There are also hop-on, hop-off buses that cater to tourists and backpackers, however, these are significantly more expensive. Buses are used to get around in the major city centers including Auckland, Wellington and Christchurch.
New Zealand has several scenic train services
Trains in New Zealand are generally focused on freight and local travel within some of the cities, but there are a couple of scenic regional trains which are aimed at travelers.
The major route in the North Island is the Northern Explorer which goes from Auckland to Wellington, stopping in Hamilton, Tongariro National Park and Palmerston North. There is also the option to travel by train from Wellington to Palmerston North.
In the South Island, there are two scenic train options. The Coastal Pacific route follows the coast from Picton (where the Interislander ferry arrives from Wellington) to Christchurch and back again. The other option is perhaps the most beautiful train journey in the country. The Tranzalpine Train runs between Christchurch and Greymouth on the West Coast, passing through stunning alpine scenery.
Domestic flights are the quickest way to connect cities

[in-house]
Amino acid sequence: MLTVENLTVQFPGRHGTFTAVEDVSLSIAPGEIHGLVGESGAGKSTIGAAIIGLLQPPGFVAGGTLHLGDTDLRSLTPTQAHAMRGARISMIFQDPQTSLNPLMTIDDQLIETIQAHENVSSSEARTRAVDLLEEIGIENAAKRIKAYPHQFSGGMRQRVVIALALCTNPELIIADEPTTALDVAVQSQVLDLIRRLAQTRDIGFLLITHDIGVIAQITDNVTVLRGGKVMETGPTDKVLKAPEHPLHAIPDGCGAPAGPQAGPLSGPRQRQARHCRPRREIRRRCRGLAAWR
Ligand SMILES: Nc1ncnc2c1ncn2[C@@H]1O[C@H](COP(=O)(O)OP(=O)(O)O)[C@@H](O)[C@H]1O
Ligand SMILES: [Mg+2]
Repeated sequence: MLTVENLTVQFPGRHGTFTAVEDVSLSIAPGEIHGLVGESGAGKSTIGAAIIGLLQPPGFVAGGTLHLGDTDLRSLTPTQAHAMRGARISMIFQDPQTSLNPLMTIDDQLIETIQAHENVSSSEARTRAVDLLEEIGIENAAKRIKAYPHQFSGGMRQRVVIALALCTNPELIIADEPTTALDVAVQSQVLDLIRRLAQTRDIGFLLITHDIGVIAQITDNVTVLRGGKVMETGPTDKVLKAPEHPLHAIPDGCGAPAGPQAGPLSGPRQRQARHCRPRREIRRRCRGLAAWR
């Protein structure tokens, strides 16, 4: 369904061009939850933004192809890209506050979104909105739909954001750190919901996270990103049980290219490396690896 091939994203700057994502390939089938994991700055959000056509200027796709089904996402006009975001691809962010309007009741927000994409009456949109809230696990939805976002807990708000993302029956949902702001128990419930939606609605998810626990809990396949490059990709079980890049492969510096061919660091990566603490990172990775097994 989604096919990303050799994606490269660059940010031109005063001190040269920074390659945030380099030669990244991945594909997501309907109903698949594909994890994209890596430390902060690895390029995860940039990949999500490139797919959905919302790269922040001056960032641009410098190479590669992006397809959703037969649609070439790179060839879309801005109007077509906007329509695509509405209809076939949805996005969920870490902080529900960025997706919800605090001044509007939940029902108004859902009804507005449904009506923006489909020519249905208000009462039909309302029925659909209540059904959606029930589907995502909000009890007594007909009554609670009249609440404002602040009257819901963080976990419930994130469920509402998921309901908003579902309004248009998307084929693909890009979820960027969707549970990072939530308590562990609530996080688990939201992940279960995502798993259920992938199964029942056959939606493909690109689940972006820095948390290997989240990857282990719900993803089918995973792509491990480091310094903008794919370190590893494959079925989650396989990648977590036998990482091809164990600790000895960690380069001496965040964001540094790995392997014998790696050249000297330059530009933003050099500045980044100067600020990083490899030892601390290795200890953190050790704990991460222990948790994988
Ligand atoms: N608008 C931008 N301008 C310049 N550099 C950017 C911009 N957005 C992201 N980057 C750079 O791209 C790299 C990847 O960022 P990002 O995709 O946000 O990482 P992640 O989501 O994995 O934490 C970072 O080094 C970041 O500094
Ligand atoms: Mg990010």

While many visitors choose to travel overland in New Zealand, taking a plane will get you to other parts of the country in a shorter timeframe, but with a more significant impact on the enviroment. Air New Zealand is the national airline and goes to 25 different destinations around the country.
Tip for takine internal flights: Jetstar, a low-cost carrier, is another option, but it doesn't fly to all airports around New Zealand. If you book in advance, Air New Zealand’s special airfares are comparable with Jetstar’s pricing.
Accessible transportation is good in New Zealand
Most public transport in New Zealand is accessible for people of all abilities including buses and trains, which typically provide wheelchair ramps, handrails and low steps.
Many car rental companies offer accessible vehicles, but for specialist accessible rentals contact Disability Vehicle Rentals and Freedom Mobility. Mobility parking permits can also be arranged for international visitors if organized at the beginning of the trip.
The New Zealand Transport Authority runs the Total Mobility Scheme, a resource for finding discounted accessible transportation in different regions of New Zealand, including public transport and taxis.
For more information on accessible travel, please read our online resources.
Get a HOP card for easy travel around Auckland
If you’re spending some time in Auckland and planning to use public transit, it’s worth buying an Auckland Transport HOP card. These can be used on bus, train and ferry services in Auckland and give a discount on fares (excluding the SkyBus from the airport and the ferry to Waiheke Island).
HOP cards are prepaid and also provide an integrated fare. This means that you can transfer between Auckland Transport buses, trains and ferries and pay just one fare across the zones you’re traveling.